Although I have been working for Japan for years now, all of my clients were gaijins residing here. Today I had my first visit to a proper Japanese client, a corporation in Minato-ku, filled with salary men in a grey building. I was a little nervous: Nervous I wouldn’t bow enough, or too much, or in the wrong moment. Nervous I would not give my meishi – business card – in the proper, two-handed way. Nervous my manners would be too direct, too harsh.
We entered the lift. Nobody speaks. I will shut my mouth too, although I normally make a sport of chatting about some banality in the elevators, it’s my way of breaking down that barrier everyone puts up in business environments. In case the machine breaks and we have to spend the next 12 hours together is the cubicle… We are up (23rd floor?) and walk towards two uniformed ladies behind a reception desk. They look like airline stewards in their blue uniforms and with those hats on. We are invited to step into a room where our contact will shortly come. The room is very similar to any other meeting room I’ve been to: boring grey carpet, blue coloured chairs, fake wood table (the rubber edge is something I hadn’t seen before), on it some kind of telephone UFO with conference call capabilities. There’s just one window with a view of the next grey building. After 2 minutes one of the stewards appears with three cups of green tea. I hadn’t asked for it of was asked if I’d like something different. It’s hot. Soon the weather will be officially too warm and they will step into iced tea.
Our man comes in, he’s serious and tight up until he realises I do not speak Japanese. He relaxes and a big smile comes out as he is very happy to be able to practice his English with me. His family used to live in Australia. It all seems to go well. I bow when he bows, I give him my card properly, with both hands, take his and read it throughly before position it on the table, next to my notebook. Funny thing is that during the whole meeting he would be much more at ease and smiling when speaking in English than when Japanese is spoken…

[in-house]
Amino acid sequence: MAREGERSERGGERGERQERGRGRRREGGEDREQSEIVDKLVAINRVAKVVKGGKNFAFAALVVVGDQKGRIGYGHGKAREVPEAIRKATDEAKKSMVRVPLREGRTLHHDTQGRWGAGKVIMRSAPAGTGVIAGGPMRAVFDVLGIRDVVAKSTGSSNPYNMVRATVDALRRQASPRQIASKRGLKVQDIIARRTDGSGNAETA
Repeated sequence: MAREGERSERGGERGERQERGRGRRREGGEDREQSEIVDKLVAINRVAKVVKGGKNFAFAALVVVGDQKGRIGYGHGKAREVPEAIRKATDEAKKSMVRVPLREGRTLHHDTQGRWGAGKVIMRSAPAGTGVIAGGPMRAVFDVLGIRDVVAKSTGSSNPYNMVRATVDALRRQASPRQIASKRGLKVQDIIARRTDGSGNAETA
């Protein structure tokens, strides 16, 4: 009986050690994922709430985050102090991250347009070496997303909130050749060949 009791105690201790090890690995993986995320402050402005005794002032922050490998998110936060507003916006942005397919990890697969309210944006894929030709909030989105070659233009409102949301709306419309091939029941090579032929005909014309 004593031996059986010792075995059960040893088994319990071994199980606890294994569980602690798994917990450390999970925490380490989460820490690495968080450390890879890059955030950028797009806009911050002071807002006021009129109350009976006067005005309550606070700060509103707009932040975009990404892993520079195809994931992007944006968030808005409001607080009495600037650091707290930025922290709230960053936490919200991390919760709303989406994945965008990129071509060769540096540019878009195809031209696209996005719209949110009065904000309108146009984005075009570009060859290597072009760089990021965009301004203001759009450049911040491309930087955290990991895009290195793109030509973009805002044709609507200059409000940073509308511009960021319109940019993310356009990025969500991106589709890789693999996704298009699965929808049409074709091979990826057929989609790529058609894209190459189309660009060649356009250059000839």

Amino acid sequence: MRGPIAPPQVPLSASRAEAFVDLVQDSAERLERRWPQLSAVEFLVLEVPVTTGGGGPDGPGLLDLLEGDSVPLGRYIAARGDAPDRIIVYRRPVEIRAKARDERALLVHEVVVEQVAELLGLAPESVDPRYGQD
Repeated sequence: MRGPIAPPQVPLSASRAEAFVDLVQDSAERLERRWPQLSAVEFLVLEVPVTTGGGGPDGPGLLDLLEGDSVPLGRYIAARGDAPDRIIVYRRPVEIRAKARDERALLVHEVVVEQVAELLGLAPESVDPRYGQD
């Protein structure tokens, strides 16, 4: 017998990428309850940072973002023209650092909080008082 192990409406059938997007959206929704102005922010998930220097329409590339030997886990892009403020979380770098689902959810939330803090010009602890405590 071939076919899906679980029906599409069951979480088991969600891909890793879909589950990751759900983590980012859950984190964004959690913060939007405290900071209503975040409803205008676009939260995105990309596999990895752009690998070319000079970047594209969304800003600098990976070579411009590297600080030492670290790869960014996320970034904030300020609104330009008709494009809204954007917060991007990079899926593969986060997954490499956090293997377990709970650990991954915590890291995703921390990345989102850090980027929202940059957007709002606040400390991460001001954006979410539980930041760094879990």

All goes well. I am saved. But towards the end, I slip. In my enthusiasm I make a very direct question: so do you choose for option A or B?. Silence. My Japanese companion straightens her back and looks at me from one side of her eyes and to the client alternative and nervously. The air may be read: ”That was a too straight question, Luis!”. I inmediately apologise for being blunt, but it’s fine: they aren’t interested in my apologies since they are already trying to manage the disaster with smiles and nice words to each other. I understand (but it might be just me) that now the air says ”never mind, you are a barbarian but can’t help it”. I am forgiven, we shake hands and bow a little, he walks us to the silent elevator again. We enter and he bows one last time as the doors close as a theater courtain. I bow back, but actually do it to a closed elevator door. Nice Luis. Oh well.. this is why I am here. I am learning you know. Learning to read the air.
"I'm from Libya," he said. I don't know what to say. It's as if he'd told me he'd just come from his father's funeral.
The first specialty coffee shop in Ikebukuro and Junkudo (bookstore) resonate.
Editing is interpreting.
The Riddle of Steel.
The man stands motionless in a crush of white-shirted salarymen, as they swarm past him, toward the single escalator.
Rêve de centre commercial-piscine
Birthday walk home